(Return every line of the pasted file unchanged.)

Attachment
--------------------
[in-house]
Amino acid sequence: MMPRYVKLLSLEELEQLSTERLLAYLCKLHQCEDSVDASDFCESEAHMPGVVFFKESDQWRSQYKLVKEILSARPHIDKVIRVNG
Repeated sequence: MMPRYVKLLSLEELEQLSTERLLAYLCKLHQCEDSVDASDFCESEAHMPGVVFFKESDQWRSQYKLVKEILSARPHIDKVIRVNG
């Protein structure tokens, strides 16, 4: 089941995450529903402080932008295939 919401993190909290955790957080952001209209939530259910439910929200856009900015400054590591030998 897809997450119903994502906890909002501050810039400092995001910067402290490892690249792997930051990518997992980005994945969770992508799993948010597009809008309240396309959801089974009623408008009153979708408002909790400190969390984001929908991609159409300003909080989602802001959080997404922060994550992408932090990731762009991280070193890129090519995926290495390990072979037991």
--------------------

[in-house]
Amino acid sequence: MMPRYVKLLSLEELEQLSTERLLAYLCKLHQCEDSVDASDFCESEAHMPGVVFFKESDQWRSQYKLVKEILSARPHIDKVIRVNG
Repeated sequence: MMPRYVKLLSLEELEQLSTERLLAYLCKLHQCEDSVDASDFCESEAHMPGVVFFKESDQWRSQYKLVKEILSARPHIDKVIRVNG
């Protein structure tokens, strides 16, 4: 089941995450529903402080932008295939 919401993190909290955790957080952001209209939530259910439910929200856009900015400054590591030998 897809997450119903994502906890909002501050810039400092995001910067402290490892690249792997930051990518997992980005994945969770992508799993948010597009809008309240396309959801089974009623408008009153979708408002909790400190969390984001929908991609159409300003909080989602802001959080997404922060994550992408932090990731762009991280070193890129090519995926290495390990072979037991």